Japan’s entire school system, from elementary to high schools, will be asked to close from March 2 until their upcoming spring break late in the month to help contain the coronavirus outbreak, Prime Minister Shinzo Abe said on Thursday.
The dramatic escalation of Japan’s fight against the virus follows rising criticism of what has been seen as a lukewarm government response.
“This coming week or two are an extremely important period,” Abe told a coronavirus task force.
“Prioritizing childrens’ health and safety about everything else, we will ask all the elementary, junior high and high schools across Japan to temporarily close from March 2 to spring break.”
The Japanese school year ends in March, with spring vacation usually starting at the end of the month.
A woman working as a tour bus guide tested positive for the coronavirus for a second time having suffered from the virus previously and recovered, Osaka’s prefectural government said. Her case, the first known person in Japan, highlighted how much is still unknown about the virus even as concerns grow about its global spread.
The number of cases in Japan rose on Thursday to more than 200, up from the official tally of 186 late on Wednesday. On the main northern island of Hokkaido, 15 new cases, including two children under the age of 10, were confirmed.
The government has urged that big gatherings and sports events be scrapped or curtailed for two weeks to contain the virus while pledging that the 2020 Summer Olympics will go ahead in Tokyo. But its handling of the virus has drawn increasing criticism, including from opposition politicians.
How Do I Go To Work?
Thursday’s sudden announcement about schools set off a flurry of worries on social media among parents now scrambling to arrange childcare.
“My honest feeling—all schools on break? It’s important to protect children, but what happens if they have working parents?” wrote @Kogoro1982.
The cases reported in Japan do not include 705 reported from an outbreak on the Diamond Princess cruise liner that was quarantined off Tokyo earlier this month.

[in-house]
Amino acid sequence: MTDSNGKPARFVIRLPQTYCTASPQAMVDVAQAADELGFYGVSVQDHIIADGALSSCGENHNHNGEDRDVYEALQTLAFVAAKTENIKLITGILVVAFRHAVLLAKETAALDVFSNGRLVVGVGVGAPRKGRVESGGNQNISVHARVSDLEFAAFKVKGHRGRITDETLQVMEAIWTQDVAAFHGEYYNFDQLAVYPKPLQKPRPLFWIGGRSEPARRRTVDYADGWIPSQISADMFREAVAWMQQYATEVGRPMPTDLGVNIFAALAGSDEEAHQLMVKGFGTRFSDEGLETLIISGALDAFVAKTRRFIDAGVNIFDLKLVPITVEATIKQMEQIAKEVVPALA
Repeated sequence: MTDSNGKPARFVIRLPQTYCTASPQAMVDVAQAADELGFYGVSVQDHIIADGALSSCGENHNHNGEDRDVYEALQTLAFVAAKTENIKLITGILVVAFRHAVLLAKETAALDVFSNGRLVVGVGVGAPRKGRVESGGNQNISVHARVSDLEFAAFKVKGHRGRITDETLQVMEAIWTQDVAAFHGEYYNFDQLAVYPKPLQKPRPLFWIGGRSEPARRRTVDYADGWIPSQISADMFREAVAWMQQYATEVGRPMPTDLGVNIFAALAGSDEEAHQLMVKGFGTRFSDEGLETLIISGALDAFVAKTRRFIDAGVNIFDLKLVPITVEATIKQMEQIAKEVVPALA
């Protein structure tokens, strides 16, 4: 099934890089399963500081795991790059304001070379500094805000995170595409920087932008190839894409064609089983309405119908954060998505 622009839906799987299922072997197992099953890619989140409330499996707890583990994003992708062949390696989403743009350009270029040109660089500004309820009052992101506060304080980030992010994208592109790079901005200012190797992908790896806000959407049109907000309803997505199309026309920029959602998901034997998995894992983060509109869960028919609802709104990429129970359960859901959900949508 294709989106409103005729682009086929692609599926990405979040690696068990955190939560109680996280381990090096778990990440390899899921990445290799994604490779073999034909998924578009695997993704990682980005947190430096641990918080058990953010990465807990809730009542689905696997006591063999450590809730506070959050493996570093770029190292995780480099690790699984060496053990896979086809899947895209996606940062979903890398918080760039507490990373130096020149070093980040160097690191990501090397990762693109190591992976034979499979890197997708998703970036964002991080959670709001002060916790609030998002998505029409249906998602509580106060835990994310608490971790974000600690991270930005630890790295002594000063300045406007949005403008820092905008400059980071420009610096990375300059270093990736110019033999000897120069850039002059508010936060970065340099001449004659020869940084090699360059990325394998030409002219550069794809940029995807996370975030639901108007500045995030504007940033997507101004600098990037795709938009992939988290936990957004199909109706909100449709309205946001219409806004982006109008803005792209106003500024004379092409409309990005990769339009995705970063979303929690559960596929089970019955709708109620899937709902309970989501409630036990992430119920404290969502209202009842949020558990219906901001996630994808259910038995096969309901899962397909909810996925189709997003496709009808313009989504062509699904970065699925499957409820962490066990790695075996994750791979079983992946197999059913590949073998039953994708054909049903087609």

A man in his 80s died in Hokkaido after contracting the coronavirus, the prefectural government said, bringing the total number of people who have died in Japan to eight, including four from the ship.
The woman who tested positive twice, a resident of Osaka, in western Japan, tested positive on Wednesday after developing a sore throat and chest pains, the prefectural government said in a statement, describing her as being in her 40s. She first tested positive in late January and was discharged from hospital on Feb. 1 after recovering, according to the statement.
Though a first known case for Japan, second positive tests have been reported in China—one on Feb. 21—where the disease originated late last year.
The outbreak has spread rapidly and widely, infecting tens of thousands globally and killing many, the vast majority in mainland China.
Health Minister Katsunobu Kato said in parliament the central government would need keep tabs on the condition of those previously discharged, as health experts analyzed the implications of testing positive for the virus after an initial recovery.
“Once you have the infection, it could remain dormant and with minimal symptoms, and then you can get an exacerbation if it finds its way into the lungs,” said Philip Tierno Jr., Professor of Microbiology and Pathology at NYU School of Medicine.
Tierno said much remains unknown about the virus. “I’m not certain that this is not bi-phasic, like anthrax,” he said, meaning the disease appears to go away before recurring.
Asked to comment on prospects for the Olympic Games going ahead this summer, Tierno said, “The Olympics should be postponed if this continues … There are many people who don’t understand how easy it is to spread this infection from one person to another.”
Scalding Down Events
The health ministry said on Thursday that with the Diamond Princess still located south of Tokyo, about 240 foreign and Japanese crew members who have tested negative for the virus would disembark from the ship over the next few days.
Those with no symptoms would remain at a facility near Tokyo for further monitoring, the ministry said in a statement. An official could not immediately confirm the total number of crew on board the ship, which was carrying around 3,700 people when it first docked on Feb. 3.
Japan’s biggest trading group, Mitsubishi Corp, said it was telling all of its 3,800 staff in the country to work from home for two weeks starting Friday.
By Daniel Leussink and Rocky Swift